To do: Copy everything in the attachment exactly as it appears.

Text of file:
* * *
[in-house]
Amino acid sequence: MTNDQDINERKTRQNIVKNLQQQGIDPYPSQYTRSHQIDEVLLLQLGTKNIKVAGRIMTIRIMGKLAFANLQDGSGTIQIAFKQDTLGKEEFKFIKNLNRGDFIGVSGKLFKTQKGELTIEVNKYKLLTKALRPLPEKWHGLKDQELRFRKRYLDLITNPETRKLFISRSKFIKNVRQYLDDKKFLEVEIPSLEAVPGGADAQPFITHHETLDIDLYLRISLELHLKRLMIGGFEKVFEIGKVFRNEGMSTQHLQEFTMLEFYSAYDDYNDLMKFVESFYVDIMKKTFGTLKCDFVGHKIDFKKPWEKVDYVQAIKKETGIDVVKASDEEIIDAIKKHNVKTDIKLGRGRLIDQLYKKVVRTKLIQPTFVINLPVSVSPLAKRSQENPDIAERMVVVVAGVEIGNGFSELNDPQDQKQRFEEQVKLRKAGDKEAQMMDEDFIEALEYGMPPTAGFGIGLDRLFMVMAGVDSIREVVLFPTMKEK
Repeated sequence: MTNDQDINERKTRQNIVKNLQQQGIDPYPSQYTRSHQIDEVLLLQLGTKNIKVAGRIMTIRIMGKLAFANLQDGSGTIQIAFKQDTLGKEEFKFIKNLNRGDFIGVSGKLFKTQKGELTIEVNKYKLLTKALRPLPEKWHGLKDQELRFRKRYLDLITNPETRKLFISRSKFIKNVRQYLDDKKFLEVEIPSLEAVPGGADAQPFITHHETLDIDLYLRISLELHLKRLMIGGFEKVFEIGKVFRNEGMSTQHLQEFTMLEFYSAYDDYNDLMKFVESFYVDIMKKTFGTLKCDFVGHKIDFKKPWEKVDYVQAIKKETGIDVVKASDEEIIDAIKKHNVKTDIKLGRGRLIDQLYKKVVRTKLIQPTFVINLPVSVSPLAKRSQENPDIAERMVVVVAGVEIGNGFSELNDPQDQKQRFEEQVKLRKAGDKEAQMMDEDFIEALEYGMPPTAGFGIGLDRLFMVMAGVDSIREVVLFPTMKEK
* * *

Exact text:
[in-house]
Amino acid sequence: MTNDQDINERKTRQNIVKNLQQQGIDPYPSQYTRSHQIDEVLLLQLGTKNIKVAGRIMTIRIMGKLAFANLQDGSGTIQIAFKQDTLGKEEFKFIKNLNRGDFIGVSGKLFKTQKGELTIEVNKYKLLTKALRPLPEKWHGLKDQELRFRKRYLDLITNPETRKLFISRSKFIKNVRQYLDDKKFLEVEIPSLEAVPGGADAQPFITHHETLDIDLYLRISLELHLKRLMIGGFEKVFEIGKVFRNEGMSTQHLQEFTMLEFYSAYDDYNDLMKFVESFYVDIMKKTFGTLKCDFVGHKIDFKKPWEKVDYVQAIKKETGIDVVKASDEEIIDAIKKHNVKTDIKLGRGRLIDQLYKKVVRTKLIQPTFVINLPVSVSPLAKRSQENPDIAERMVVVVAGVEIGNGFSELNDPQDQKQRFEEQVKLRKAGDKEAQMMDEDFIEALEYGMPPTAGFGIGLDRLFMVMAGVDSIREVVLFPTMKEK
Repeated sequence: MTNDQDINERKTRQNIVKNLQQQGIDPYPSQYTRSHQIDEVLLLQLGTKNIKVAGRIMTIRIMGKLAFANLQDGSGTIQIAFKQDTLGKEEFKFIKNLNRGDFIGVSGKLFKTQKGELTIEVNKYKLLTKALRPLPEKWHGLKDQELRFRKRYLDLITNPETRKLFISRSKFIKNVRQYLDDKKFLEVEIPSLEAVPGGADAQPFITHHETLDIDLYLRISLELHLKRLMIGGFEKVFEIGKVFRNEGMSTQHLQEFTMLEFYSAYDDYNDLMKFVESFYVDIMKKTFGTLKCDFVGHKIDFKKPWEKVDYVQAIKKETGIDVVKASDEEIIDAIKKHNVKTDIKLGRGRLIDQLYKKVVRTKLIQPTFVINLPVSVSPLAKRSQENPDIAERMVVVVAGVEIGNGFSELNDPQDQKQRFEEQVKLRKAGDKEAQMMDEDFIEALEYGMPPTAGFGIGLDRLFMVMAGVDSIREVVLFPTMKEK